Monday, July 23, 2012

The transition from being savers to investors

It is virtuous to save. This is what we were told when we began to earn money . We repeat the same lesson to our children. We seek protection, assurance, promise, safety and all those comforting outcomes from the money we have saved, and we fail to see ourselves as investors. So, what does it take to transit from being savers to becoming investors?

First, savers are hoarders. They accumulate assets that make them feel they have something of lasting value. The marked preference for gold and property does not come from some astute understanding that these assets grow in value over time. It is not uncommon for savers to be proud of the property bought for 50,000 with tremendous foresight, 25 years ago, and which is today worth 20 lakh. To the investor, this is an asset that has grown at a compounded rate of 16% over years, but if the value is not realised in any manner, it's worth so little. To the saver, selling off such a valuable property is sacrilege. The transition to becoming investors requires the mindset to view assets for their economic value, and plan who will realise that value, how and when.

Second, savers are focused on outcomes , not processes. They are thus gullible to fraudulent packaging of financial products. Several gave their money to dubious schemes, plantation projects and unknown deposits. Their focus is on the return. Therefore, safety in their lexicon is the return of principal invested . To transition to becoming investors , they should know that what happens to their money depends not on the promise, or who made the promise, or how it was packaged. It depends critically on how the money would be put to use. Focusing on who will hold the money and manage it exposes the investor to the risk in deploying the money. To invest is to understand that there would be risks in letting someone else use our money , and the quality of the promise depends on who that is, and what they do with our money, and how well regulated their activity is. Investors seek information . They understand that no promise can hold unchanged into the unknown future. They like to check the quality of the promises made to them, and act on it. To transition from saving to investing , is to come to terms with risk and get armed to deal with it, rather than hope for risk to go away.

Third, savers fail to work out the math in finance. Since their focus is on preservation than growth, they are not sensitive to the fact that every rupee can earn interest every day. They do not seek the efficiency of putting their money to work, and abet lazy money lying undeployed. Allowing money to lie in bank accounts is quite common among savers. Investors seek efficient use of capital. They understand that not all investments need to be for the long term. They seek cashlike options such as liquid funds to ensure that their money is deployed and earns a decent level of return. Savers overstate the complexity in investing, and decide that unless they know which the next best investment option is going to be, they may not be able to make an investment decision. To invest is to understand that it makes perfect sense to earn an average return at lower risk, by investing in a range of assets, than try to figure the next best thing.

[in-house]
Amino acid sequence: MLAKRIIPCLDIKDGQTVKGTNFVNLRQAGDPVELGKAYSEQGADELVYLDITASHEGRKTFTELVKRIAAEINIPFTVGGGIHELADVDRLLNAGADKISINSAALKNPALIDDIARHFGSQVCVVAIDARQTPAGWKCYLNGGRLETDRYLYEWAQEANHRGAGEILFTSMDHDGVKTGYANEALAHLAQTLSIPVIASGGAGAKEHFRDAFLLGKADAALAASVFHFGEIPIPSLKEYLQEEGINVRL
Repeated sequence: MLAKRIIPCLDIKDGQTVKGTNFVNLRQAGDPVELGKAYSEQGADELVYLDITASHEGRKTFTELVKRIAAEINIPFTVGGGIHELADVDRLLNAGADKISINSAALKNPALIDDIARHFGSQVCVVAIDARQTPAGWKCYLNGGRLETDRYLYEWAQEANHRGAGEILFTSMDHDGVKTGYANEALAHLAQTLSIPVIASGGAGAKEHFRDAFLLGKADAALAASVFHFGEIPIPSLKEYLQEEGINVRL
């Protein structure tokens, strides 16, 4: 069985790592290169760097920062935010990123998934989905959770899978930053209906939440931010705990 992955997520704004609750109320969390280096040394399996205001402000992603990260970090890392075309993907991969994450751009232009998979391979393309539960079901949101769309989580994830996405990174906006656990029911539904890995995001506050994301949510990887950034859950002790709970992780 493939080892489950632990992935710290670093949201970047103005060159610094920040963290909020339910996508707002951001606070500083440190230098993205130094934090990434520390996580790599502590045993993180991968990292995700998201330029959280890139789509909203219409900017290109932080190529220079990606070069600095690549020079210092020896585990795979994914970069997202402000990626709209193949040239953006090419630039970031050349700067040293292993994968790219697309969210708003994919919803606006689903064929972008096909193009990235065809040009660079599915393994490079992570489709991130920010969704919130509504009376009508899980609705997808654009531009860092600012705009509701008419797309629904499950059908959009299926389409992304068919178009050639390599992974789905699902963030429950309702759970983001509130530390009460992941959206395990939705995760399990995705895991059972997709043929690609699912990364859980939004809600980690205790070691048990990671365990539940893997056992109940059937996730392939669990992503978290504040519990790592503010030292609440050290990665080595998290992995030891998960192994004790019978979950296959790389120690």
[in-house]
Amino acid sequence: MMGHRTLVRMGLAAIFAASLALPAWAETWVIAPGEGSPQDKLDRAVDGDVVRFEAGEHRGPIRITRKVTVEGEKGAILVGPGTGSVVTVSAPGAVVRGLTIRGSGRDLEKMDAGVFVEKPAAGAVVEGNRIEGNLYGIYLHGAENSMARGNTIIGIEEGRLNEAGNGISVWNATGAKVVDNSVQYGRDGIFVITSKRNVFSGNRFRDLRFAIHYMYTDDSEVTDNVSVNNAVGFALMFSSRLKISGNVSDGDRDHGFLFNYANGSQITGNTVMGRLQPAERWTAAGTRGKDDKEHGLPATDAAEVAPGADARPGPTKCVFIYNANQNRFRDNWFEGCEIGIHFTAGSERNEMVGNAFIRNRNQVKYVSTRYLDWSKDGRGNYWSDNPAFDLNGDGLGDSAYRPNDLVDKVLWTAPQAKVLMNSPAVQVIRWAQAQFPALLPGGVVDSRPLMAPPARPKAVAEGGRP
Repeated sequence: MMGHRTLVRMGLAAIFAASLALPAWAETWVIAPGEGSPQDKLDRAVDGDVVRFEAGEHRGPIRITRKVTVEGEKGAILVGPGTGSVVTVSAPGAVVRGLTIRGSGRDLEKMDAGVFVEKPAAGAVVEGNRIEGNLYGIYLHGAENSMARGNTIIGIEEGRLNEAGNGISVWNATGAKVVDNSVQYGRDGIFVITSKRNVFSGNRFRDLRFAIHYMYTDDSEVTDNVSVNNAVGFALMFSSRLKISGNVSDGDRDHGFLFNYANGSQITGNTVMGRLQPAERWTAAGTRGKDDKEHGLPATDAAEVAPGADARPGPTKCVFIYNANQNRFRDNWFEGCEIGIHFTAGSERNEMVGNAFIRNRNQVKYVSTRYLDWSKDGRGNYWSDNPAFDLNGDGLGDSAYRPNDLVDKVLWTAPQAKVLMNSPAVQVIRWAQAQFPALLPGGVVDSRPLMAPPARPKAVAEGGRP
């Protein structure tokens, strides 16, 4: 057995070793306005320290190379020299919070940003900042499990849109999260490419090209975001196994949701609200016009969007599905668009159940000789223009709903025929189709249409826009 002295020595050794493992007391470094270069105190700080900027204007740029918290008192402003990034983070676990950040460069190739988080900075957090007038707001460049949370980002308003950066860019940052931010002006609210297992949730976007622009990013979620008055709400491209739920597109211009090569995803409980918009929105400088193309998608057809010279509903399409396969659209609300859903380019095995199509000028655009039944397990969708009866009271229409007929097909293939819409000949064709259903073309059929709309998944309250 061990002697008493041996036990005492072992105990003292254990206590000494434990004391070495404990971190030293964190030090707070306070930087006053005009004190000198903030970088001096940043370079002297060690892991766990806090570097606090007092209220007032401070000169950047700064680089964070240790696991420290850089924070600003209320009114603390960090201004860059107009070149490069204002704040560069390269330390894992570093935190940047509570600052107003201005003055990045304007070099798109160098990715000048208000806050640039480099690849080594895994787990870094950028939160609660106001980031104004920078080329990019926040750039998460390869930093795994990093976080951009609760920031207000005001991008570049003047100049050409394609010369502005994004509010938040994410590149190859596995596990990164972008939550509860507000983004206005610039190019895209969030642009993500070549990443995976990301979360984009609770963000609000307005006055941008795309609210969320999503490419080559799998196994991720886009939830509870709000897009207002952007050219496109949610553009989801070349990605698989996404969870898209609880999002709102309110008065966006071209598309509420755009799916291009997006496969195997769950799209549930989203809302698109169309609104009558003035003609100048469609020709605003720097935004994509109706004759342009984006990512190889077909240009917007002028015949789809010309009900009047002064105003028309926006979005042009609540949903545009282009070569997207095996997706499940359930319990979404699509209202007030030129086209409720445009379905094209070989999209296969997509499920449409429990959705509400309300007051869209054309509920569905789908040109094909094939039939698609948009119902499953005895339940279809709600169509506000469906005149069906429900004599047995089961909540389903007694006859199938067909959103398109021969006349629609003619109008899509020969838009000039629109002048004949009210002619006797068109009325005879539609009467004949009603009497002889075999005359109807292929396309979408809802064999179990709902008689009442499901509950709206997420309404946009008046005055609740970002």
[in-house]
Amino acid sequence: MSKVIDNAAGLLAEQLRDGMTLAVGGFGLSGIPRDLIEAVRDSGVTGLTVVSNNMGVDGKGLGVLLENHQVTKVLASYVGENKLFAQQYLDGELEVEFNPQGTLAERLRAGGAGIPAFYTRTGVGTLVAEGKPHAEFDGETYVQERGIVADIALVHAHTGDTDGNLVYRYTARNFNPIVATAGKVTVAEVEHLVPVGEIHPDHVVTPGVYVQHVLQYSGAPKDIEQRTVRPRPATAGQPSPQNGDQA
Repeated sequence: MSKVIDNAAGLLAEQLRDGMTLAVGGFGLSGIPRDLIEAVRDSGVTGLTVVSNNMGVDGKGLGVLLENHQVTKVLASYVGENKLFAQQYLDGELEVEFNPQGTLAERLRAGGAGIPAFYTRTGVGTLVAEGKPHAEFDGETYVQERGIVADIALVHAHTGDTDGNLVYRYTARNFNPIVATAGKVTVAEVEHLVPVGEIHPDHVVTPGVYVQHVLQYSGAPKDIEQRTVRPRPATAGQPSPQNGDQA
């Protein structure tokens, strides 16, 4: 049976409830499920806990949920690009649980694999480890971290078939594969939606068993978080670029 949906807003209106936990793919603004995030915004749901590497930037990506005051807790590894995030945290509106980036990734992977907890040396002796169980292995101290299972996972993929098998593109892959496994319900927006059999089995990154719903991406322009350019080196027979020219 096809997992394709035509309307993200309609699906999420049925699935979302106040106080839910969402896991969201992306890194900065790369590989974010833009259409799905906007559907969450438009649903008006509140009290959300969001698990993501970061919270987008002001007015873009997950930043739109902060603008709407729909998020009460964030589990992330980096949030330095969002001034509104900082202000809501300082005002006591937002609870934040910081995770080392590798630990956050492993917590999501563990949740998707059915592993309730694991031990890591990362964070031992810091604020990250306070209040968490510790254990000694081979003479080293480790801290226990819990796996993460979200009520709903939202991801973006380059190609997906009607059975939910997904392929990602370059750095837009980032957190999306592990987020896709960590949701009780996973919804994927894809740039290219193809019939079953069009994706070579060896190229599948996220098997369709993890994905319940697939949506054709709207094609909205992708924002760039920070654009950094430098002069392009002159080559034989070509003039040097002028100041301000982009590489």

Fourth, savers are lured by bargains. They like the idea that a rupee saved is a rupee earned. They also feel a sense of importance and accomplishment when they have made financial decisions that result in immediate, visible savings. Buyers of insurance products do not see it as a decision that involves regular outgo of premium over years for risk protection and a poor rate of return. They only see the immediate tax saving that is possible. They also like the benevolent seller who compels them to save some money regularly. Young earners buying large homes so they compulsorily save and build an asset, which will grow in value, fall in the same category. They fail to see that they may need liquid assets in early stages of their lives. To transition from saving to investing, they need to see that assets come with varying combinations of return, risk, liquidity and desired holding period. The choice of a product needs to consider immediate as well as future needs. After saving tax for three to five years, several default on insurance policies, unable to set aside the huge premium, thereby losing an investment opportunity.

Fifth, savers think there should be a prim and proper way of doing things and if they have to become investors: someone should lead them to making the right decisions so that they are protected and guided correctly. As it is in life, so it is in investing. The shades of grey in investing are something they should learn to deal with. Savers kick and scream about being led astray and their expectations from service providers tend to be unrealistic .

Investors see that they have to make informed choices, and be responsible for their actions. They are prepared to do the hard work, when they make their investment choices.

Have you made your transition yet?

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